One shot on the planet Paradise, which arrives shortly after David makes his dramatic entrance, is a clear allusion to The Isle Of The Dead, painted by the Swiss painter Arnold Bocklin. Giger had painted his own homage to the painting in 1977, and Scott appears to be giving an affectionate nod to them in one brief shot, with its cypress trees looming up against a night sky. 

Back inside David’s lab, we later discover the true fate of Elizabeth Shaw, the nominal protagonist from Prometheus who’s vanished between films. There, laid out on a table, internal organs ghoulishly laid bare, is Shaw – it’s a prosthetic rather than a thankless cameo from actress Noomi Rapace, but it’s clearly Shaw, alright. Our glimpse of this desecrated corpse is so brief that the Giger homage is easily missed; look again at the way the effects designers have arranged it – you can see it in these leaked set photos – and you’ll see that it’s an allusion to one of the artist’s most famous paintings.

Called Li 1, painted in 1974, it’s a portrait of Giger’s then-wife, the model and actress Li Tobler. Giger painted Tobler several times, both before and after her tragic death in 1975 at the age of 27. In his paintings, Giger imagined Li as a kind of dark goddess, bones and serpents draped around her head like some bio-mechanical crown. Maybe Giger would have smiled at one of his images being used in the midst of such a grotesque scene – Prometheus‘ heroine and her undignified end. 

That the Alien, in all the forms of its life-cycle – egg, facehugger, chestburster, eight-foot demon – are back in Covenant could be seen as pandering to the hunger of the franchise’s loyal fans. Yet it could also be read as a testament to how important Giger’s work is to the whole series. While the artist wasn’t as directly involved with the sequels as he was on Alien, their strongest moments hew closely to Giger’s original work. The xenomorph nest in Aliens was conceived by James Cameron and his army of artists and designers, but its ribbed, suggestive forms could have sprung directly from a Giger painting.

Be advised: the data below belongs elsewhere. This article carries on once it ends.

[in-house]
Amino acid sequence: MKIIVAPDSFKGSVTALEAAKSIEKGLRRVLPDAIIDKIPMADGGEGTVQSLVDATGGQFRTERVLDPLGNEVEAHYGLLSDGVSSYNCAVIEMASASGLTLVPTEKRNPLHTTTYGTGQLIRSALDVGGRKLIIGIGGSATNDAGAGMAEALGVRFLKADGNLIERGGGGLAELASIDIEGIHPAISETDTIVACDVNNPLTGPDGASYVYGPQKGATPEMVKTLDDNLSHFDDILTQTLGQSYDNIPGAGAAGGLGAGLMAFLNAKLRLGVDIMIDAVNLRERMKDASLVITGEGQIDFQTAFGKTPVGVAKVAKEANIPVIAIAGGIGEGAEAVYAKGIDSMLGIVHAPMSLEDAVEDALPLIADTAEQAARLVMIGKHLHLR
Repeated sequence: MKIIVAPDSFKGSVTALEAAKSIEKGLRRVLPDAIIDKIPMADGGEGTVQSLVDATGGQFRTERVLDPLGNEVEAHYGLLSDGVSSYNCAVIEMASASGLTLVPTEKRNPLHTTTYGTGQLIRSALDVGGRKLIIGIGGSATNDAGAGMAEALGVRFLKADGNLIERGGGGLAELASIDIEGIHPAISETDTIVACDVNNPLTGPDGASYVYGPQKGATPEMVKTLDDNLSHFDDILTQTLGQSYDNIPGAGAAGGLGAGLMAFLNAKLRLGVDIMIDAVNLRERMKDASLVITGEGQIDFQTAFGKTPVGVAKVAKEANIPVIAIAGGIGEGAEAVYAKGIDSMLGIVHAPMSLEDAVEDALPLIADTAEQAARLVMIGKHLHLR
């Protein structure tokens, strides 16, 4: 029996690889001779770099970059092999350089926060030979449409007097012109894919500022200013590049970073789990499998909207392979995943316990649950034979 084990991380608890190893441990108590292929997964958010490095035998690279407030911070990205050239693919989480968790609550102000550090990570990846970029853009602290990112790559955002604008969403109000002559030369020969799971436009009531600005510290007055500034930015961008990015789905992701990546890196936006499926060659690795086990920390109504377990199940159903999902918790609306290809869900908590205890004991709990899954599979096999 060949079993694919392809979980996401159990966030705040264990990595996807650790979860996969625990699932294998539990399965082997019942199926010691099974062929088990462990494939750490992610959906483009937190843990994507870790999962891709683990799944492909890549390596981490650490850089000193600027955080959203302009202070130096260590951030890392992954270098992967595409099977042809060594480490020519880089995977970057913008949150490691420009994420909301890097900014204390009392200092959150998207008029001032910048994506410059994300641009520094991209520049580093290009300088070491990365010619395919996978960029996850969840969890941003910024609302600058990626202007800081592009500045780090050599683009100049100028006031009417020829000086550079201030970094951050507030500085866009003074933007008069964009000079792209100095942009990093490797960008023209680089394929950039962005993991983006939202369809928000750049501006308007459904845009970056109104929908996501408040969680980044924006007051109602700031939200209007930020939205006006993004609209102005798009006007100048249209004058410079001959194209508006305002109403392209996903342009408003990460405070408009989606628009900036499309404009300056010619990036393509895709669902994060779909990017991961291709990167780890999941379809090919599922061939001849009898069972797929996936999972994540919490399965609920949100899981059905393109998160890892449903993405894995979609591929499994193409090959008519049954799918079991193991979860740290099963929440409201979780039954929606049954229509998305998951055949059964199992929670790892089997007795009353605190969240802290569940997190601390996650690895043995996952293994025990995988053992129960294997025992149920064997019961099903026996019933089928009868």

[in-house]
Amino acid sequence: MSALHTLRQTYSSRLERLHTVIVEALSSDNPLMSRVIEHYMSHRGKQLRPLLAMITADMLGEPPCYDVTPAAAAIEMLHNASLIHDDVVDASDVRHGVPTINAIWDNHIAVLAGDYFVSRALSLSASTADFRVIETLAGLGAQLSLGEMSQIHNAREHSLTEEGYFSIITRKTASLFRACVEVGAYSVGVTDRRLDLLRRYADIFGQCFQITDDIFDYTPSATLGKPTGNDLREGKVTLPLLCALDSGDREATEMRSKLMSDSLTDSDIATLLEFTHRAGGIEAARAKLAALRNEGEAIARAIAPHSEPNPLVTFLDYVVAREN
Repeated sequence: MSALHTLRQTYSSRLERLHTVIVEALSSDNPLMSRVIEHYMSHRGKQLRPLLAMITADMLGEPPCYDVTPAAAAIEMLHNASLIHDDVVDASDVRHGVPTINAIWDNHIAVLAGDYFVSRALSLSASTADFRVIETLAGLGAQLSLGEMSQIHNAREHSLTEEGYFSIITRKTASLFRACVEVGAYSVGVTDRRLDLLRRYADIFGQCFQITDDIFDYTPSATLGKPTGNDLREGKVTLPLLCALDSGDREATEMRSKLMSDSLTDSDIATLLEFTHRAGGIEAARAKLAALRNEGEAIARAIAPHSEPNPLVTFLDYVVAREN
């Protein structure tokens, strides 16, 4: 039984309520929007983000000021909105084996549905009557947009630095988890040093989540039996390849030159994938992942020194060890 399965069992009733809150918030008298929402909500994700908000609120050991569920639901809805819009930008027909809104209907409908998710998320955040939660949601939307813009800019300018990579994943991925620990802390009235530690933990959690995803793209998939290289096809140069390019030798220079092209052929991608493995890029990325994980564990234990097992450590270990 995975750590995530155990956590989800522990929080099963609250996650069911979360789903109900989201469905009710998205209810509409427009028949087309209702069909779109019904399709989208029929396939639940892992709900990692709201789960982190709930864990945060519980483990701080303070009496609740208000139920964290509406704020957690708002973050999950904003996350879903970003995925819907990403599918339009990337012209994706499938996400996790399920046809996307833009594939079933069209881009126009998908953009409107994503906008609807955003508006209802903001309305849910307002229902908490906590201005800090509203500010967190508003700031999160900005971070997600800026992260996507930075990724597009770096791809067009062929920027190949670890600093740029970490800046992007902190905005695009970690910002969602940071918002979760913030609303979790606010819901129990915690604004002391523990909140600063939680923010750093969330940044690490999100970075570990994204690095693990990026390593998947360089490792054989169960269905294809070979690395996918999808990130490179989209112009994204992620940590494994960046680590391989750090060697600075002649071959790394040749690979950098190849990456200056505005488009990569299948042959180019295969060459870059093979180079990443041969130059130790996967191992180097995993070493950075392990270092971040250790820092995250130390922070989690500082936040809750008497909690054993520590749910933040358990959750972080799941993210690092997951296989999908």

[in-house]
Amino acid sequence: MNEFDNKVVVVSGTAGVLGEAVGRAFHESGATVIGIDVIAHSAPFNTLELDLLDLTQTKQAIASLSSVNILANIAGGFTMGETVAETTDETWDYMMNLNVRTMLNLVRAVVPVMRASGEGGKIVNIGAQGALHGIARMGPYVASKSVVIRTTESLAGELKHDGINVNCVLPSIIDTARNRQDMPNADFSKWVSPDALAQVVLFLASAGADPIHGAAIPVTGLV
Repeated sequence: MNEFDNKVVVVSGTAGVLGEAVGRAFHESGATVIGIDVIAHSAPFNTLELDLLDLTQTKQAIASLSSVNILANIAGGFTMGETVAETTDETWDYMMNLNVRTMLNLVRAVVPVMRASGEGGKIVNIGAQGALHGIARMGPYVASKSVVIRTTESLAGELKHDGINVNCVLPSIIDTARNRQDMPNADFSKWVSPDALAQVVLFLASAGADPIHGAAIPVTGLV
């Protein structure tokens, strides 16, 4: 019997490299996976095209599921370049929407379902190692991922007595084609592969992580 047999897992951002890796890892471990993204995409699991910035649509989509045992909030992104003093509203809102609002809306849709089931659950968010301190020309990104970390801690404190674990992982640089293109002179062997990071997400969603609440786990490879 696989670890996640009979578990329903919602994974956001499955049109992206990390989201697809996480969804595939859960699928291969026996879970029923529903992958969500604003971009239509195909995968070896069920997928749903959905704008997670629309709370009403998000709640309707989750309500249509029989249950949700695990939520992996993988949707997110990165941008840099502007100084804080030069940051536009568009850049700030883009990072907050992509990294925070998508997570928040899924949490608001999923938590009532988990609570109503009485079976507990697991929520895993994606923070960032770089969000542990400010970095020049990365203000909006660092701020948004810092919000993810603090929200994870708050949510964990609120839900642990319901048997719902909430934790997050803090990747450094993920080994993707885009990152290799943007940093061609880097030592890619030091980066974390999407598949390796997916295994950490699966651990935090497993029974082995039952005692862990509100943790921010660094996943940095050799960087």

It’s surely telling that, although Prometheus was notably light on Giger monsters, the most striking images were still taken from his art. Those domed buildings on LV-223, which appear to have a gigantic, weathered skull on top, were evidently inspired by Giger’s work on Alejandro Jodorowsky’s aborted Dune adaptation. The stunning relief mural within, depicting a xenomorph in a Christ-like pose, was sculpted by artist Steve Messing, but could easily have sprung from one of Giger’s nightmares. 

Then there’s the springboard for what currently promises to be an entire series of Alien prequels: the once mysterious being dubbed the Space Jockey, tucked away in his horseshoe-shaped craft. Scott imagines that the Space Jockeys are actually Engineers; bald-headed, inscrutable extraterrestrials who hold the key of life. We can only wonder what the Space Jockey meant to Giger; like most of his artwork, it’s like something from a half-forgotten nightmare.

It’s that nightmarish quality that is still the Alien franchise’s lifeblood, even as it spirals off into other worlds and more eccentric arenas. The coldness, the uncaring universe of invasive lifeforms, the Lovecraft references – all of those things were in Giger’s art from the beginning.

Without Giger, the mad scientist who created the original perfect organism, the Alien franchise would have lost its potency long ago.